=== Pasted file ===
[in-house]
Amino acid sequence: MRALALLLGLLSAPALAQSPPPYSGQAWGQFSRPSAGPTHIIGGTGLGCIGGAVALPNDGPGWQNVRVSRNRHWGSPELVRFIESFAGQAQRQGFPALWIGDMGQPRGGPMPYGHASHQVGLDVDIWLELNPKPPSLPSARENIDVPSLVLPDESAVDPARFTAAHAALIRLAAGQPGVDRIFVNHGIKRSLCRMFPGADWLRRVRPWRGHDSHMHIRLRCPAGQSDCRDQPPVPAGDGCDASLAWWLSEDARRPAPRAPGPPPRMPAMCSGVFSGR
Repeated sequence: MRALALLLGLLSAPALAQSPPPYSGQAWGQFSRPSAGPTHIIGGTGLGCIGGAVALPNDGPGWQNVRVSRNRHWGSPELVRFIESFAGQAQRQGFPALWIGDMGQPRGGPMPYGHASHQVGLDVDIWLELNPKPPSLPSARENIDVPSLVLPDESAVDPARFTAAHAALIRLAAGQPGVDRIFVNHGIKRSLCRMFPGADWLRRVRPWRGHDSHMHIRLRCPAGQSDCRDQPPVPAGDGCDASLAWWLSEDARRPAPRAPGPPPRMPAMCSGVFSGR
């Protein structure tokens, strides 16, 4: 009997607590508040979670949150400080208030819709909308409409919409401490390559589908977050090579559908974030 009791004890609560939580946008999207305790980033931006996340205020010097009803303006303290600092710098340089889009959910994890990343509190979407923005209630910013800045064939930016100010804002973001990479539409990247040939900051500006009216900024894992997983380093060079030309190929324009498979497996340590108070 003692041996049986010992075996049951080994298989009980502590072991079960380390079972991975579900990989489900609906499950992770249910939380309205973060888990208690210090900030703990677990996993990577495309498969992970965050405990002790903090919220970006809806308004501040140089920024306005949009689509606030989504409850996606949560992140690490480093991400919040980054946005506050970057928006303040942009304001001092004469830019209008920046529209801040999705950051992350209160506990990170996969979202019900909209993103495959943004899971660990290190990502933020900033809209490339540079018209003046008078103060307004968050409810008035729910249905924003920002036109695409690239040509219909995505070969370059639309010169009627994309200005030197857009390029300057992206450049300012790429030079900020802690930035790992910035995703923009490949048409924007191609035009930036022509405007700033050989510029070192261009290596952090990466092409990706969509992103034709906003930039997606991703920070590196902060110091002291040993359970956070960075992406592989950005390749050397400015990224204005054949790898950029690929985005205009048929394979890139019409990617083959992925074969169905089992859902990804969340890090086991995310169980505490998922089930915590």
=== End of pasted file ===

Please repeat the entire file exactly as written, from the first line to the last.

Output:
[in-house]
Amino acid sequence: MRALALLLGLLSAPALAQSPPPYSGQAWGQFSRPSAGPTHIIGGTGLGCIGGAVALPNDGPGWQNVRVSRNRHWGSPELVRFIESFAGQAQRQGFPALWIGDMGQPRGGPMPYGHASHQVGLDVDIWLELNPKPPSLPSARENIDVPSLVLPDESAVDPARFTAAHAALIRLAAGQPGVDRIFVNHGIKRSLCRMFPGADWLRRVRPWRGHDSHMHIRLRCPAGQSDCRDQPPVPAGDGCDASLAWWLSEDARRPAPRAPGPPPRMPAMCSGVFSGR
Repeated sequence: MRALALLLGLLSAPALAQSPPPYSGQAWGQFSRPSAGPTHIIGGTGLGCIGGAVALPNDGPGWQNVRVSRNRHWGSPELVRFIESFAGQAQRQGFPALWIGDMGQPRGGPMPYGHASHQVGLDVDIWLELNPKPPSLPSARENIDVPSLVLPDESAVDPARFTAAHAALIRLAAGQPGVDRIFVNHGIKRSLCRMFPGADWLRRVRPWRGHDSHMHIRLRCPAGQSDCRDQPPVPAGDGCDASLAWWLSEDARRPAPRAPGPPPRMPAMCSGVFSGR
């Protein structure tokens, strides 16, 4: 009997607590508040979670949150400080208030819709909308409409919409401490390559589908977050090579559908974030 009791004890609560939580946008999207305790980033931006996340205020010097009803303006303290600092710098340089889009959910994890990343509190979407923005209630910013800045064939930016100010804002973001990479539409990247040939900051500006009216900024894992997983380093060079030309190929324009498979497996340590108070 003692041996049986010992075996049951080994298989009980502590072991079960380390079972991975579900990989489900609906499950992770249910939380309205973060888990208690210090900030703990677990996993990577495309498969992970965050405990002790903090919220970006809806308004501040140089920024306005949009689509606030989504409850996606949560992140690490480093991400919040980054946005506050970057928006303040942009304001001092004469830019209008920046529209801040999705950051992350209160506990990170996969979202019900909209993103495959943004899971660990290190990502933020900033809209490339540079018209003046008078103060307004968050409810008035729910249905924003920002036109695409690239040509219909995505070969370059639309010169009627994309200005030197857009390029300057992206450049300012790429030079900020802690930035790992910035995703923009490949048409924007191609035009930036022509405007700033050989510029070192261009290596952090990466092409990706969509992103034709906003930039997606991703920070590196902060110091002291040993359970956070960075992406592989950005390749050397400015990224204005054949790898950029690929985005205009048929394979890139019409990617083959992925074969169905089992859902990804969340890090086991995310169980505490998922089930915590």